Deborah Nelson

Document Type

Policy Brief

Date of this Version



The Third International Mathematics and Science Study (TIMSS)-1995 and its successor, TIMSS-1999, provide education researchers, policymakers, and practitioners with rich, comparative data designed to help better understand the performance of educational systems. As such, TIMSS is a valuable tool in current efforts to improve mathematics and science instruction and to educate students in the United States to global standards of excellence. What can we learn from this ambitious and unprecedented international effort to provide meaningful, useful data for the reform of mathematics and science instruction? It is important to reflect on this question as we assess the promise and challenges of using TIMSS-type data in particular, as well as the broader national effort to use data to guide school improvement in general.

The first in CPRE’s series of Policy Briefs about TIMSS (Dunson, 2000) looked at initial efforts to make use of TIMSS-1995 data. In this Policy Brief, we take a closer look at the ways in which TIMSS-1995 and TIMSS-1999 data have helped to inform changes in policy and practice as schools, districts, and states respond to the call for improvement in mathematics and science achievement. This Policy Brief was prepared to complement CPRE’s effort to address this question in a TIMSS Policy Forum, held in Washington, DC, in May 2002. This forum convened TIMSS Benchmarking jurisdiction representatives, teachers, administrators, policymakers, researchers, and technical assistance providers to share successful strategies and ongoing challenges in taking full advantage of TIMSS data.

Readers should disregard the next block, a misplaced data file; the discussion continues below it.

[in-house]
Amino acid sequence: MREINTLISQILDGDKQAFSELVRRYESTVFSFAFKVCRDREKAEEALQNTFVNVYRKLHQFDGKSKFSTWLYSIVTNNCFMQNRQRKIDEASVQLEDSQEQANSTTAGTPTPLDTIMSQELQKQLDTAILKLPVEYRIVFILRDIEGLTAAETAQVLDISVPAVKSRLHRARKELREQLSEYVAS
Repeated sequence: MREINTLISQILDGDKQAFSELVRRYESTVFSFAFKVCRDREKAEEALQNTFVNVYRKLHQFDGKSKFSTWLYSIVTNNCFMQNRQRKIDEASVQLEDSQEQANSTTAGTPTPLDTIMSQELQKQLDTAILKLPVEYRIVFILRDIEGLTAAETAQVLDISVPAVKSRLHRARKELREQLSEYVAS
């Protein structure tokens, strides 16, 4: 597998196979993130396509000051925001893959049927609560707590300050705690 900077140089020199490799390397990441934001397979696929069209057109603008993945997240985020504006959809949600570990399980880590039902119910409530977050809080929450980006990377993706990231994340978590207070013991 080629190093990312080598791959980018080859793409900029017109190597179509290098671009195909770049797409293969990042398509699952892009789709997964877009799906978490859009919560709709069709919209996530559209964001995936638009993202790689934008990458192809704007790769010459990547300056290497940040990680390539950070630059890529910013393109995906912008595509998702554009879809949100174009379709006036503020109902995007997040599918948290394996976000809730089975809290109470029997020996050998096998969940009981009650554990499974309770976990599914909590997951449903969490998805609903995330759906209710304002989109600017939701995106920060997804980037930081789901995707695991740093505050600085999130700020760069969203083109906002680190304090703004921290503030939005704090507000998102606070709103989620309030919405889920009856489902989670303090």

This Policy Brief is based primarily on data collected in structured interviews with Using TIMSS to Inform Policy and Practice at the Local Level By Deborah I. Nelson administrators and teachers in 10 TIMSS Benchmarking jurisdictions (referred to as “Benchmarkers”). These jurisdictions within the United States participated in the TIMSS- 1999 Benchmarking Study, committing their own resources and time in order to receive data from a representative sample of their own eighth-grade students. TIMSS Benchmarkers thus have international comparative data on their students’ achievement and their system variables. Our purposive sample included equal representation from states, districts, and consortia with a variety of demographic characteristics. While TIMSS data have been used nationwide, Benchmarking jurisdictions are notable for their existing commitment to reform of mathematics and science programs and for the fact that they have access to their own local TIMSS- 1999 data.

This Brief is designed to facilitate networking and continued learning from TIMSS; it focuses on Benchmarkers’ experiences, but is relevant for anyone interested in using TIMSS to improve mathematics and science instruction. Strategies are reported in summary form. Actual TIMSS data and analysis are not discussed in detail, but related references are provided at the end of this Brief.


Date Posted: 29 June 2015